3.5. Most Contributing Authors and Their Collaborations

The analysed publications from WoS were produced by 15093 authors, of which 488 were authors of “single-authored documents,” while Scopus documents were from 15428 authors, of which 527 were authors of “single-authored documents.” The top three productive authors of EVD research within the study period included Feldmann H, Qiu XG, and Becker S, each with over 50 papers and gained over 2000 total citations in both databases, as shown Table 3.

The collaboration Iindex (CI) of documents from WoS was 4.55, with an average of 3.92 authors per document while 4.82 CI for Scopus documents, with an average of 4.01 authors per document.

The most crucial collaborations among authors of EVD research in the retrieved WoS literature were that of Feldmann Heinz (, ), Geisbert TW (, ), and Marzi Andrea (, ), among others. For Scopus documents, Feldmann H (, ), Qui XG (, ), and Basler CF (, ), among others were the most collaborating authors (Figure 7).

3.6. Most Productive Journals

From WoS, the analysed documents were published by 943 journals while those from Scopus were produced by 1143 journals. The ten most productive journals from both databases are listed below, where Journal of Infectious Diseases and Journal of Virology topped the lists of both databases (Table 4).

3.7. Most Cited Documents

The analysed documents from WoS had a mean citation of 16.13 per document, while those from Scopus had 16.33 citations per document. The most cited article in both databases belongs to Aylward et al. and was published in The New England Journal of Medicine in 2014, under the title “Ebola Virus Disease in West Africa-the First 9 Months of the Epidemic and Forward Projections”, with 830 and 940 total citations (TC) in WoS and Scopus, respectively. This was followed by a brief report of Baize et al. and other research articles, as shown in Table 5.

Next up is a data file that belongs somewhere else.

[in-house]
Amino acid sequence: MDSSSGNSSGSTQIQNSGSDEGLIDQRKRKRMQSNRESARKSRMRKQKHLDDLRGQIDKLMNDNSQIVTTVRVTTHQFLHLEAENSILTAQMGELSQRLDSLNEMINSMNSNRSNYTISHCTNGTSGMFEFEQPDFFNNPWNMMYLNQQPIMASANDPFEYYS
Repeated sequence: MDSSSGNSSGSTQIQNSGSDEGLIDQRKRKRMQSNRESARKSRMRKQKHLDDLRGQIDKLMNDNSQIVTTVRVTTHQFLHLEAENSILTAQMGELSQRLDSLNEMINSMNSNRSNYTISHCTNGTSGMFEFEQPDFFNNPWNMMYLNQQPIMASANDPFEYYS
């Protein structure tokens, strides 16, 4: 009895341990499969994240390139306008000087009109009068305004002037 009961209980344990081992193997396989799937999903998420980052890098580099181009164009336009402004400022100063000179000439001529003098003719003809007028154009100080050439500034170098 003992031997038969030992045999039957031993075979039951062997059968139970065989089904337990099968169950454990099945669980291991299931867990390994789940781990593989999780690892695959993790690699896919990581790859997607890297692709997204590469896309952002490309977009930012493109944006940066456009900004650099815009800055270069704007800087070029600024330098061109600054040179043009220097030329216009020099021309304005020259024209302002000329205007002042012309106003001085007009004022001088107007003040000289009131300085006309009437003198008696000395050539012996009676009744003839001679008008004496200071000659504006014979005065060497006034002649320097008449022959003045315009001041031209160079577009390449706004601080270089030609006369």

3.8. Keyword Analysis

On analysis, WoS documents had 3857 keywords plus and 4369 author keywords, while Scopus documents had 11553 keywords plus and 4387 author keywords. Keyword distribution was analysed to detect directions and topics in EVD research and to understand discipline development. The most frequent author keywords were “Ebola,” “Ebola virus,” and “Ebola virus disease” with over 200 occurrences in both databases, as shown in Figure 8. Besides, the most frequent keywords plus included “infection”, “Ebola”, and “outbreak”, as visualised in Figure 9. The size and centrality of the word reflect its frequency and magnitude. Note that keywords plus are words that frequently appear in the titles of article’s references, but do not appear in the title of the article itself, and are vital in exploring the knowledge structure of scientific fields.

Trends of topics basing on the frequency of keywords plus indicated that, in 2018, topics with keywords such as “double-blind”, “efficacy”, and “immunogenicity” dominated in WoS, followed by topics with “ring vaccination”, “candidate”, and “adults” in 2019. For Scopus documents, topics with keywords like “DRC”, “drug effect”, and “cohort analysis” dominated in 2018, followed by topics of “veterinary medicine”, “whole genome sequencing”, and “coronavirus infection”, among others in 2019-2020, as shown in Supplementary file 1.

4. Discussion